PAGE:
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Iga Swiatek conquers the pressure of being unbeatable



Iga Swiatek takes home 2024 French Open

As she lay on a yoga mat on the floor, still in her clothing from the match, she covered her face as much as she could with her hand and her hat, but she couldn’t control the tears from streaming down her face.

Swiatek, the two-time defending champion, was just minutes removed from her French Open second-round match against Naomi Osaka and the nearly three-hour clash had pushed her to her limits, testing her until the final points.

Despite trailing 4-1 in the deciding set and later facing match point, Swiatek won the match — but the emotional toll it had taken was obvious with every tear, every chest heave. Video of the scene quickly went viral.

[I was] just overwhelmed with emotions,” Swiatek said later. “I honestly thought that I’m going to be out of the tournament. Even though I felt something on court, it kind of hit me after. I was happy that I won, but I still felt like I was really on the edge.”

Nine days and five matches later, Swiatek emerged victorious — yet again.

On Saturday, she claimed her fourth title at Roland Garros, and fifth major trophy, with a dominant 6-2, 6-1 victory over Jasmine Paolini in just 68 minutes. She now has the most Grand Slam titles of any woman on tour, save for Venus Williams, and she joined Roger Federer and Monica Seles as the only players in the Open Era to win all five of their first major final appearances.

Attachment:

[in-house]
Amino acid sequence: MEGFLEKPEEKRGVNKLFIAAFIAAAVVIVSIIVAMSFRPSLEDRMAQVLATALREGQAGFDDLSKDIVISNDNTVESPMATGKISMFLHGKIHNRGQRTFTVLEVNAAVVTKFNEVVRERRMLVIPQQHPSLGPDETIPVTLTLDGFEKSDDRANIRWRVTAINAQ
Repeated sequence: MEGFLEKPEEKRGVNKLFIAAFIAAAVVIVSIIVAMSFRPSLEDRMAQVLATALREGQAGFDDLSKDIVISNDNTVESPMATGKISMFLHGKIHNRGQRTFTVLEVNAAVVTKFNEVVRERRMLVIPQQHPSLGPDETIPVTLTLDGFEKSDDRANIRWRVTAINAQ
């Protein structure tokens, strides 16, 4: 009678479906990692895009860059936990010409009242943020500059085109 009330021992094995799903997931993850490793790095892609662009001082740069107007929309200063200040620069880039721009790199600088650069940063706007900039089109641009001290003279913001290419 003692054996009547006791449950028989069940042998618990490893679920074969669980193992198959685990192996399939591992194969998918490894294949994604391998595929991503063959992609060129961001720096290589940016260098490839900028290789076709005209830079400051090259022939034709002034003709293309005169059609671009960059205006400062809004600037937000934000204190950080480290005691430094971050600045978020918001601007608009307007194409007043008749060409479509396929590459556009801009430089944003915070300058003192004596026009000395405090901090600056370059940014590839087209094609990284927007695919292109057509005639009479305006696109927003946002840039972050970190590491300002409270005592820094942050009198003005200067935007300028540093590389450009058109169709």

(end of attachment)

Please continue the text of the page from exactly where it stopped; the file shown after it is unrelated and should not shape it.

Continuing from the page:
She became the first woman since Justine Henin to win three consecutive Roland Garros titles, and is tied with Henin for the third-most singles titles among women at the tournament in the Open Era.

But what Swiatek revealed after her match over Osaka made this victory different from all those before. While Saturday’s clash was relatively straightforward, as were all of the matches following the battle with Osaka, that uncontrolled emotion proved just how overwhelming the pressure of being the favorite and world No. 1 can be.

And yet, Swiatek found a way to handle it all and win.

“I was almost out of the tournament in the second round,” Swiatek said to the crowd after the final. “I needed to believe that this one is going to be possible, so it’s been a very emotional tournament.”

Swiatek has been the world No. 1 for all but eight weeks during the past two years. Tim Goode/Getty Images
SWIATEK, WHO TURNED 23 during the tournament, has been the world No. 1 for all but eight weeks the past two years. She has been a major champion since October 2020 and, while others have struggled with the attention and fame that comes with this distinction, Swiatek has rarely faltered on the court despite the growing expectations.

In fact, she almost seemed ready for it.

Swiatek had started working with sports psychologist Daria Abramowicz in 2019 and, after stunning the field at the pandemic-delayed French Open in 2020, Swiatek — then ranked No. 54 — told reporters she thought the new attention and expectations were “going to be OK for me.”

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